Monday, October 17, 2005

In The News

The New York Times notes a change in rhetoric from the administration and sees it as a harbinger of a new public relations strategy to prepare the public for a long, drawn-out ideological battle reminiscent of the Cold War. "Now administration officials are beginning to describe the insurgency as long-lasting, more akin to Communist insurgencies in Malaysia or the Philippines, but with a broader and more deadly base," says Times reporter David Sanger. The hope of some conservatives such as Bob Novak and Pat Buchanan that Bush's re-election would lead to a withdrawal from Iraq has proven to be hopelessly naive.

Along with Karl Rove and Scooter Libby, it looks like the Veep might be the target of prosecutor Patrick Fitzgerald. In writing about the election in November, I said, "Is there any good news? Yes, there is...The last three presidents who won re-election were saturated with scandal in their second terms. Given that the Israeli spy scandal, the Plame case, the 'yellow cake' debacle, the lack of WMDs, Haliburton’s contracts, etc. are still out there, there is always the possibility that though the electorate did not hold the Bushies accountable, perhaps the courts will." It is obvious to anyone with eyes that a nefarious collection of neocon ideologues and Likudniks operated through the vice president's office to drag the country into war-and it's time someone answered for it.

The spending in Washington has gotten out of control. Despite the record of Republicans in Washington, the ethically challenged Tom DeLay declared victory in the war on pork. When asked if that meant the government was running at peak efficiency, Mr. DeLay said, "Yes, after 11 years of Republican majority we've pared it down pretty good." Can the Democrats be any worse than this?

Paul Weyrich has been writing a series of short essays on the future of conservatism (that it is dead apparently does not occur to Mr. Weyrich). But here he says some thoughtful things about how conservatives should think about foreign policy:

In my view, the next conservatism needs to take a hard look at our foreign policy from exactly this perspective. Do we now have a foreign policy that requires a federal government, and particularly an executive branch, so strong that it is a danger to our liberties? If we do, then we have a fundamental contradiction at the heart of our foreign policy. Why? Because the most basic purpose of our foreign policy should be to preserve our liberties. As Senator Taft understood, this touches on the most sensitive foreign policy question: to what degree should America be active in the world? Since his time, the whole Washington Establishment, the New Class, has come to condemn his position, which I think is the real conservative position, as "isolationism." But the word is a lie. America was never isolated from the rest of the world. Rather, through most of our history, America related to the rest of the world primarily through private means, through trade and by serving as a moral example to the world, the "shining city on a hill." That policy served us well, both in maintaining liberty here at home and in developing our economy.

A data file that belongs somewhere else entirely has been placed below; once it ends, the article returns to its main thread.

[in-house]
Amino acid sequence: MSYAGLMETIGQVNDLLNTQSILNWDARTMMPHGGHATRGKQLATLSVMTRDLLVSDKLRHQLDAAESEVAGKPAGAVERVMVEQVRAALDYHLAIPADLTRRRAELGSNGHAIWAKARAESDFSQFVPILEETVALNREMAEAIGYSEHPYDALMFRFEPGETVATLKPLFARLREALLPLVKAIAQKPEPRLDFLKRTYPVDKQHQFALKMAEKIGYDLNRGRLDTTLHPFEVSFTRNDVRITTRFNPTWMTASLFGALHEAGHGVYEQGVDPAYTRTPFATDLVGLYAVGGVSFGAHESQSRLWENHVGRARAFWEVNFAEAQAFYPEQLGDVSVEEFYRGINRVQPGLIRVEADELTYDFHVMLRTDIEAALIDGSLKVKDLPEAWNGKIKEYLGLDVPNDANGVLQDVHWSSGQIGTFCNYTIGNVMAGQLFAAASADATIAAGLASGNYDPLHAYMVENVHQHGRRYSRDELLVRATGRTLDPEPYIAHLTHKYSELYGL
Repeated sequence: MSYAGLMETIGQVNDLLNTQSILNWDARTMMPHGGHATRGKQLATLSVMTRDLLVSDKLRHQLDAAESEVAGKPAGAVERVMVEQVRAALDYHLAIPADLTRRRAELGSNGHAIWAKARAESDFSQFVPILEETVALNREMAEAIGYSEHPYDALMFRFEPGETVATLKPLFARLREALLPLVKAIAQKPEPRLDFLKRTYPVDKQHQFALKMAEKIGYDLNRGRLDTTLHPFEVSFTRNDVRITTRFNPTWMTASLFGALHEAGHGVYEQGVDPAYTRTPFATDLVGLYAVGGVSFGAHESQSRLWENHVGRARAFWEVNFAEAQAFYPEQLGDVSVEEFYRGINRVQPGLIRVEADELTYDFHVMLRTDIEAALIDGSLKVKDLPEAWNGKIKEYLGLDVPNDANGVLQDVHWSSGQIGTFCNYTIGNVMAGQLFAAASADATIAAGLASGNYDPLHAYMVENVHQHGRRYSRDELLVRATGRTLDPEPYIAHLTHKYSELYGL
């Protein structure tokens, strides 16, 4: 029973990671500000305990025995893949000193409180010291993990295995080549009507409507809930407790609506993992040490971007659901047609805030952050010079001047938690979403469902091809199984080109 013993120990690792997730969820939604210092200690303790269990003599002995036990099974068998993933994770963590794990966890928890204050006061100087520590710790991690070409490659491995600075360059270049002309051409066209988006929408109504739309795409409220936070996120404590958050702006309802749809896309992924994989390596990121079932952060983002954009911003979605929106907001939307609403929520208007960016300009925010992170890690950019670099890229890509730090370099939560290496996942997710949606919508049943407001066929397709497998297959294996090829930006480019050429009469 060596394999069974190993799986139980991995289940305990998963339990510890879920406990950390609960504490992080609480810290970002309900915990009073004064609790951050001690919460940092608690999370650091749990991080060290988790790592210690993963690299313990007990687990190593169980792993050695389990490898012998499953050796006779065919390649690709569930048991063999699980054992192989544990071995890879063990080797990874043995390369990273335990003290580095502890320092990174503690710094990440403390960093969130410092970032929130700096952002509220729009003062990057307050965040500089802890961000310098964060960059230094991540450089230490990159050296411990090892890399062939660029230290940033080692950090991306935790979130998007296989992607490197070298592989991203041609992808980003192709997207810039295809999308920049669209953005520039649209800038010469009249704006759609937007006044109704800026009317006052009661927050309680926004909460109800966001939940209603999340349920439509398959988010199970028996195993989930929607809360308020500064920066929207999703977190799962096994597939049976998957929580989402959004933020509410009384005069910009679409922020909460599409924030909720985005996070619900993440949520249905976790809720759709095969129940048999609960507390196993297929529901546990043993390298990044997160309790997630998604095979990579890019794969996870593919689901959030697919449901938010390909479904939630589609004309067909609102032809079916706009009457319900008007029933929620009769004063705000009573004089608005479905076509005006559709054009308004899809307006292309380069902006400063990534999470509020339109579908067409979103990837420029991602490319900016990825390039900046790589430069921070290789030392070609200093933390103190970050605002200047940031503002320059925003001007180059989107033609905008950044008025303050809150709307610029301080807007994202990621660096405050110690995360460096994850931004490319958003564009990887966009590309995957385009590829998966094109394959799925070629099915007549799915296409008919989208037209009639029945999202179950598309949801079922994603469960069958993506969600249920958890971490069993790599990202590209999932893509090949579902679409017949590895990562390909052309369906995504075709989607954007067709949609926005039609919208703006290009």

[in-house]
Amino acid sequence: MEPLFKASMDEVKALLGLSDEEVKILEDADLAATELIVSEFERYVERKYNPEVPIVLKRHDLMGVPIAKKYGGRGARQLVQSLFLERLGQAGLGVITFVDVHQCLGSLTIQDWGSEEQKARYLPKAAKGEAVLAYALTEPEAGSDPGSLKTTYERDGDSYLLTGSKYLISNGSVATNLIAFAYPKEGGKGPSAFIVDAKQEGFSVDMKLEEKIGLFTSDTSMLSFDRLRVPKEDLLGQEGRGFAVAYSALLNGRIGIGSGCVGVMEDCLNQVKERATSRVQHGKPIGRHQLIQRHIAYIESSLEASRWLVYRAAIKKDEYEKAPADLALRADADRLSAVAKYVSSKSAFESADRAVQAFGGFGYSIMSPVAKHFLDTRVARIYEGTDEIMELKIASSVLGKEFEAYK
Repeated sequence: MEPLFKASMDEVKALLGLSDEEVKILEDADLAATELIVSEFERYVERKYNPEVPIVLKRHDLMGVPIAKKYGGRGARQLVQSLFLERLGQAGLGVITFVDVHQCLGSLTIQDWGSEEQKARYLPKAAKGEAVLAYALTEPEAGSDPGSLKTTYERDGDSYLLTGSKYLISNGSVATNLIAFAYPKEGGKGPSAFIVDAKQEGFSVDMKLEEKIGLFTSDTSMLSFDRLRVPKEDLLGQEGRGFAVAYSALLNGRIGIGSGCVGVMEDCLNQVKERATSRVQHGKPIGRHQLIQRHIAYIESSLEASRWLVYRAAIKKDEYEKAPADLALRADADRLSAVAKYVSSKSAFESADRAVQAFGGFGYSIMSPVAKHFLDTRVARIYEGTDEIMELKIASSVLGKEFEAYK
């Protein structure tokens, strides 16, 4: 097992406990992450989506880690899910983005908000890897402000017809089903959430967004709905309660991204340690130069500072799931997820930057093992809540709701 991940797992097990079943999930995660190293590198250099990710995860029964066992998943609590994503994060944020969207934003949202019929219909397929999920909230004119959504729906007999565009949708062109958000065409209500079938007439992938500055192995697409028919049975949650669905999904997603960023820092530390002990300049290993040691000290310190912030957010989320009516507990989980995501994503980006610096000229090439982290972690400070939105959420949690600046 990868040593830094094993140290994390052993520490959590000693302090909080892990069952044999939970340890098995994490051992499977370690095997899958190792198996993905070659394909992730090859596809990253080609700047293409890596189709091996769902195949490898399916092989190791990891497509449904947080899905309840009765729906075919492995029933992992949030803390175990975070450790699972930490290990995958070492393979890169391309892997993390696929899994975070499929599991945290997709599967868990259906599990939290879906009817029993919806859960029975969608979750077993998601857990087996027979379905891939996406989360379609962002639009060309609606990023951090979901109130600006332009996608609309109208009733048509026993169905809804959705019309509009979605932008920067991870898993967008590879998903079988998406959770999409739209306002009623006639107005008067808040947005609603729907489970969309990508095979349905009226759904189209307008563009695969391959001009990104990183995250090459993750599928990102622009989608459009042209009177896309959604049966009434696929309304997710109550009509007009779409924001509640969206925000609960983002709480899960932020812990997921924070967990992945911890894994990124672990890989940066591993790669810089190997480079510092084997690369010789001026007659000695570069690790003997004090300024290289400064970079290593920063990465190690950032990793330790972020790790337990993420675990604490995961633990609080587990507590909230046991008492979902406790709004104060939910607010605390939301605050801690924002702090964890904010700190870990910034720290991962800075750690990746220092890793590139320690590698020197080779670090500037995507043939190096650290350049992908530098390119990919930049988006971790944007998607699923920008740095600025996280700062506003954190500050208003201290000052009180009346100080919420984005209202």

It's sad that serious conservative foreign policy thinkers like Andrew Bacevich have to go to 'The Nation' to get published these days.

The Boston Globe profiles Richard Land, James Dobson, and Rick Warren. Speaking of Warren, I see that this "seminary" is providing an entire curriculum culled from "The Purpose-Driven Life."

Send Johnny to the local temple of atheism and be rewarded with a free trip to jail, courtesy of local "educators."

The civil libertarians are out in force, out to protect every major leaguer from the specter of hearing about Jesus.

This is probably old news to some, but Pat Tillman, who became a poster-boy over at Faux News upon his death, opposed the Iraq war.